Private Journal of Maggie Murphy
April 13th 1912. Day 3 at sea.
….the general recreation room is for steerage passengers to use for reading or playing cards or a bit of dancing. It’s a big room with a piano for us to play whenever we like. Some French fella plays most of the time, he’s very good. He likes to play some of the ragtime music I’ve heard a little. I think John O’Dea back home would have mighty craic with that piano, it would put the small yoke he plays in D’Arcy’s pub to shame! The man with the Uilleann pipes plays a fair bit too. He’s very good and gets a good old sing song going among us Irish – there’s plenty of us, I’d say we take up at least half of the steerage if not more.
…today Peggy and me played with some of the young ones. One woman has seven children with her and is travelling all alone, God love her. I think she might be Italian or something, none of us can understand a word she says, but she’s nice and her kids are nice. I played with the baby a lot. He likes to drop things and watch you pick them up again. Maura Brennan was talking with a family from a place called Wiltshire in England. The mam and da are taking their five little ones to join relatives in Philadelphia. The youngest is just two year old and the eldest is turned sixteen. She’s a nice girl, Elsie is her name. She told me about her home and it sounds a bit like ours with the fields and the lake.
….Ellen Joyce has found another woman who is to be married when they arrive in America so they are all talk about wedding gowns and veils and admire each other’s rings all the time. There are four other newly-wed couples in our section of the ship who are headed out on honeymoon and Maura has been talking with another woman who’ll be having a baby soon. It’s quite a social gathering altogether! Peggy and Katie have taken to fanciful talk again about what they’ll do when they are in America and what the fancy homes they will live in will look like.
…it’s nice to walk on the deck in the sunshine and breathe in the fresh, sea air, although it is chilly up so high and with the ship going along at such a rate of knots there’s a fierce breeze all the time. Pat fancies himself as a bit of a crew member giving us daily reports of speed and iceberg warnings. These are posted every day outside the dining room and we let him tell us the latest news. He enjoys it!
New York, 13th April, 1912
Before she finished up for the day, and sensing that her employer was in more jovial mood than usual, Catherine Kenny decided to ask Mrs Walker-Brown’s opinion about a suitable birthday gift for her sister, Katie. ‘I’m thinking it would be nice to buy her something small from Macy’s,’ she explained. ‘This being her first time in New York, and it being the largest department store in the world. But I was wondering, since you have such impeccable taste yourself, what you might suggest as a nice gift for her.’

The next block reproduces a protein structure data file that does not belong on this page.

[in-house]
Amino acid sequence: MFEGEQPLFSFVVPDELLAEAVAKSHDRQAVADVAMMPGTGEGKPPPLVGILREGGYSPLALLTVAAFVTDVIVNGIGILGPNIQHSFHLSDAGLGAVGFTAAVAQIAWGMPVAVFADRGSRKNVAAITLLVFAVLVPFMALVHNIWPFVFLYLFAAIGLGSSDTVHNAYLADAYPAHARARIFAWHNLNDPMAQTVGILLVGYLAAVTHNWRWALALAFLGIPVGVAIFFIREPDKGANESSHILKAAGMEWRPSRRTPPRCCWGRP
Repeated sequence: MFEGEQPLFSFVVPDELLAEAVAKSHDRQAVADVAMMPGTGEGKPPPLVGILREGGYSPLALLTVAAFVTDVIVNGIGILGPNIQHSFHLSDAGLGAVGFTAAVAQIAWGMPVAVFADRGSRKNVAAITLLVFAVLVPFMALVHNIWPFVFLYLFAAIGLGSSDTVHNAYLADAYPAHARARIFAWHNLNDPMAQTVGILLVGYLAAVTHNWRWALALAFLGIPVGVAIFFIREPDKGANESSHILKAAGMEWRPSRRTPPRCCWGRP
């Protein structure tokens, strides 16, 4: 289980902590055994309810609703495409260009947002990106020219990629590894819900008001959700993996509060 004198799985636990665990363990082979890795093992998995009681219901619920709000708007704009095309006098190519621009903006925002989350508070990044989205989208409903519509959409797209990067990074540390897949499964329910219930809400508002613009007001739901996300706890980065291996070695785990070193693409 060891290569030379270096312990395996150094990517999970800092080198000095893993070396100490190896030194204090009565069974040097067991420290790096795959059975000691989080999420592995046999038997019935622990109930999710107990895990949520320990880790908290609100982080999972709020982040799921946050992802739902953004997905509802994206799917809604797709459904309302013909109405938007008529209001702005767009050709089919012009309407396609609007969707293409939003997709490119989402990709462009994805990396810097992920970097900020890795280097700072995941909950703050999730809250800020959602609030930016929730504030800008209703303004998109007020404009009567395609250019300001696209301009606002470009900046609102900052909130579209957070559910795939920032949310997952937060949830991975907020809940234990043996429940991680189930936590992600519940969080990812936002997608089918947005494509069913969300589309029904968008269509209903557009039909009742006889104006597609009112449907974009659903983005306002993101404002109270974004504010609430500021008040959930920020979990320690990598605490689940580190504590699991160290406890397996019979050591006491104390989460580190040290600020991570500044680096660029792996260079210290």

Clearly flattered, Emily Walker-Brown suggested gloves. ‘No lady should be without a decent pair and Macy’s has a wonderful selection of the finest styles. You are aware, of course, that Isidor and Ida Straus are travelling on Titanic also.’ Catherine looked blankly at her, having no idea who Isidor and Ida Straus were. ‘The owner of Macy’s department store, and his wife!’ Emily Walker-Brown continued, condescendingly. ‘So, I think, considering that your sister will have celebrated her birthday aboard the very same ship which the owner of the store is sailing on himself, a gift from Macy’s would be entirely appropriate. Entirely appropriate indeed. Yes, I should settle on gloves.’
Catherine resisted the temptation to inform her employer that she was sure Katie couldn’t care less whether the owner of Macy’s was sailing on Titanic or not, and thanked her for her advice before requesting permission to leave for the day. It was given.
Despite her exhaustion, Catherine set out in the direction of 151 West, 34th Street. A short while later, she emerged from the store, delighted with her purchase of a pair of white, cotton gloves, elegantly presented in the traditional Macy’s packaging; a white box with a red star in the centre.
Katie Kenny looked at her dinner plate, admiring the White Star Line emblem in the centre of the plain, white plate; a red, swallowtail flag with a white star in the centre. The same, by now familiar, detailing appeared on her coffee mug and soup bowl. It was little things like this which continually surprised and delighted her; the logo of the ship’s owners stamped onto every knife, fork and spoon, the woven blankets on their beds – red with white detailing and the distinctive White Star Line star and lettering in the centre. It was a level of attention to the absolute last detail which she had not encountered before, and had certainly not expected on a steerage ticket.
She thought of her family back in Ireland, her Mam and Da and her brother William, and wondered how it must have felt to watch them all leave a few mornings ago – such a sight they must have been clattering out of Ballysheen. She thought of her sister Catherine, waiting for her in New York and wondered how she would look after all these years of city living. She had heard that it can turn your face pale, what with sitting indoors a lot of the time and the fumes from the motor cars making you cough. Katie’s stomach flipped slightly at the thought of seeing her sister in just a matter of days.
The Girl Who Came Home - A Titanic Novel is available to download on the Amazon Kindle Store, priced 99p. If you don't have a Kindle, you can download free Kindle reading apps for PC, iPad, iPhone, Android and other devices from the Kindle Store. Read previous extracts here and here.